Welcome to Redfin fishing information guide with local fish species facts and Limits. Redfin “English Perch” is an introduced species brought in from Europe in the 1860s. They have thrived in our environment and can be found in most rivers and lakes around Victoria. Some consider redfin to be a breeding noxious pest, however, we at FishingMad simply love them. They’re a great bread and butter species. They can be caught on both lures and bait, they look amazing with characteristic red fins and green and black stripes, they are a great table fish with a lovely taste and a great species to introduce kids into fishing.

Redfin facts, information, size and catch limits

Scientific name – Perca fluviatilis.

There is no size limit for Redfin, but we will never quite understand why people keep small ones. Redfin school up and can be caught in big numbers. Around Victoria, the most common catches are between 20cm and 30cm. Though they can grow up to just over 50cm, which is considered the magical mark for anglers to target. There are no bag limits, and the VIC DEPI would encourage you not to release redfin to encourage other species like Trout and native species such as Golden Perch to flourish.

Redfin has sharp spines on the dorsal fin and on the sides before the front fins these are referred to as gill rakers. Redfin breed in large numbers so keeps moving around until you start getting bites.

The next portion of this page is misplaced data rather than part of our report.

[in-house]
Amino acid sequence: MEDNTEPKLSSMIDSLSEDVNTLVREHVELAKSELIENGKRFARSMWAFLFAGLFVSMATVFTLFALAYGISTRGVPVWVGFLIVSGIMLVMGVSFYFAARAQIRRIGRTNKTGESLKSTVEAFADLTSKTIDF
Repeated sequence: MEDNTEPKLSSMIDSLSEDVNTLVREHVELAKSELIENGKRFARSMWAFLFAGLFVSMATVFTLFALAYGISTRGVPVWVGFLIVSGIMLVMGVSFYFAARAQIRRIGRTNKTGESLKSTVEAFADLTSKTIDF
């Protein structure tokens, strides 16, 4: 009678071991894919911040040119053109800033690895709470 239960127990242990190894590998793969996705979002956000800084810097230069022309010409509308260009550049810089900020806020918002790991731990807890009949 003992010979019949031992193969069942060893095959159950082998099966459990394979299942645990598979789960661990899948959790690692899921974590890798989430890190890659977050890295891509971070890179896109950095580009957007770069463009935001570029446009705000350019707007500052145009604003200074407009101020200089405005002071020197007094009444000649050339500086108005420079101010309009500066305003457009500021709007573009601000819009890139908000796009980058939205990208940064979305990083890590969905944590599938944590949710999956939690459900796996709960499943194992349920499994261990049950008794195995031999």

Fishing for Redfin

Bait recommendations – Scrub worms, earthworms, freshwater yabbies

Lure recommendations – Read our detailed guide on the Best lures to catch redfin. Redfin is a predatory fish, they’re not too fussy and will have a go at most lures. Good options include soft plastics, spinners, blades and hard bodies. A great starting point might be a brightly coloured soft plastic curly tail on a 1/8 – 1/12 ounce jig head. The trick with fishing plastics is to let cast, then let the plastic sink to the bottom. Redfin will often strike a lure as it’s floating down to the bottom. Wait a few seconds then lift and retrieve a little bit then stop again allowing the plastic to hit the bottom. Alternatively a slow constant slow roll keeping the lure close to the bottom.

Cast in one area for a few minutes if you don’t get any bites then move on and keep doing this until you start getting some bites. Don’t be afraid to mix up colours and lure styles if the bite goes quiet. Some days bright colours work great the next day natural colours. Redfin is much more active in the warmer months, however, some of the big ones can be caught during winter. They’re great to target in the first hours of sunlight and last hours of sundown, or on overcast days.

You can obtain a free Victorian recreational fishing guide from the Victorian Fisheries Authorities website

Rod and rig setup for redfin

When targeting Reddies on soft plastics and lures we recommend a light 1-3 or 2-4 kilo spin rod around 7 foot in length. Coupled with a light 1000-2500 size reel, spooled with 4 pounds or 6-pound line and leader. When bait fishing uses a 2-4 or 3-5 kilo rod around 7 foot in length. Coupled with a 2500-3000 size reel. Then a paternoster rig with a small sinker at the bottom and a couple of scrub worms.

Locations to catch redfin

Known locations for redfin include Lake Eppalock, Lake Wendouree, Daylesford, Wurdi Buloc, Lake Hume, Lake Eildon, Rocklands Reservoir, Waranga Basin, Lake Purrumbete & Loddon River

Additions or Corrections for this fish species

If you feel this Redfin fishing information guide is missing key information or needs any corrections. Then please let us know by emailing our team at enquiries@fishingmad.com.au with specific details in the email. Thank you